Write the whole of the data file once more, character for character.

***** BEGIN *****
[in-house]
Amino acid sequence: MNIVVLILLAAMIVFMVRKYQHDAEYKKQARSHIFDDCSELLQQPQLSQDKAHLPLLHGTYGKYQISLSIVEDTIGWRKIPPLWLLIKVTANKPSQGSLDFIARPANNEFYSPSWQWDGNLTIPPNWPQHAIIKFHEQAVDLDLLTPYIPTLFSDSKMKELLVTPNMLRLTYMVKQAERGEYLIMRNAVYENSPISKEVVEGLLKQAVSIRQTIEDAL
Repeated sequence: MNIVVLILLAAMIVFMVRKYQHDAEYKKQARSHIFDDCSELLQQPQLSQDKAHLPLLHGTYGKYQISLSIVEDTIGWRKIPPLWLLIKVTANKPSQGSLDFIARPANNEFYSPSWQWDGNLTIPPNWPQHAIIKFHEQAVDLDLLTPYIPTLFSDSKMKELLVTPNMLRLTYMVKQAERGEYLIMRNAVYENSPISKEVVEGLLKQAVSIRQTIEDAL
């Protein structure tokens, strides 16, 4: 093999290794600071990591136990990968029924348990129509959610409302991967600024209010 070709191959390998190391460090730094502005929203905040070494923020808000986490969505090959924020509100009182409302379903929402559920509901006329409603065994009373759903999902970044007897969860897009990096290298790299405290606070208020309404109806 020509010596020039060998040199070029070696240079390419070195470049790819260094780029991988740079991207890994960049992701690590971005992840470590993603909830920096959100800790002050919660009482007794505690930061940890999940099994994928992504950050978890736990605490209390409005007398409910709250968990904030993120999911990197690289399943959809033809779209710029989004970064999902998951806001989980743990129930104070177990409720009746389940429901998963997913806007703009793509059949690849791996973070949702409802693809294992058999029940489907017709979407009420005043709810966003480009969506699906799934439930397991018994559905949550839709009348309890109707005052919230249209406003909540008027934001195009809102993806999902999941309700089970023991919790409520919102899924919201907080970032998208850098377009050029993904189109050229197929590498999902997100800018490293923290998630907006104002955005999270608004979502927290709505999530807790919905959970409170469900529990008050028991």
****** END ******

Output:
[in-house]
Amino acid sequence: MNIVVLILLAAMIVFMVRKYQHDAEYKKQARSHIFDDCSELLQQPQLSQDKAHLPLLHGTYGKYQISLSIVEDTIGWRKIPPLWLLIKVTANKPSQGSLDFIARPANNEFYSPSWQWDGNLTIPPNWPQHAIIKFHEQAVDLDLLTPYIPTLFSDSKMKELLVTPNMLRLTYMVKQAERGEYLIMRNAVYENSPISKEVVEGLLKQAVSIRQTIEDAL
Repeated sequence: MNIVVLILLAAMIVFMVRKYQHDAEYKKQARSHIFDDCSELLQQPQLSQDKAHLPLLHGTYGKYQISLSIVEDTIGWRKIPPLWLLIKVTANKPSQGSLDFIARPANNEFYSPSWQWDGNLTIPPNWPQHAIIKFHEQAVDLDLLTPYIPTLFSDSKMKELLVTPNMLRLTYMVKQAERGEYLIMRNAVYENSPISKEVVEGLLKQAVSIRQTIEDAL
């Protein structure tokens, strides 16, 4: 093999290794600071990591136990990968029924348990129509959610409302991967600024209010 070709191959390998190391460090730094502005929203905040070494923020808000986490969505090959924020509100009182409302379903929402559920509901006329409603065994009373759903999902970044007897969860897009990096290298790299405290606070208020309404109806 020509010596020039060998040199070029070696240079390419070195470049790819260094780029991988740079991207890994960049992701690590971005992840470590993603909830920096959100800790002050919660009482007794505690930061940890999940099994994928992504950050978890736990605490209390409005007398409910709250968990904030993120999911990197690289399943959809033809779209710029989004970064999902998951806001989980743990129930104070177990409720009746389940429901998963997913806007703009793509059949690849791996973070949702409802693809294992058999029940489907017709979407009420005043709810966003480009969506699906799934439930397991018994559905949550839709009348309890109707005052919230249209406003909540008027934001195009809102993806999902999941309700089970023991919790409520919102899924919201907080970032998208850098377009050029993904189109050229197929590498999902997100800018490293923290998630907006104002955005999270608004979502927290709505999530807790919905959970409170469900529990008050028991």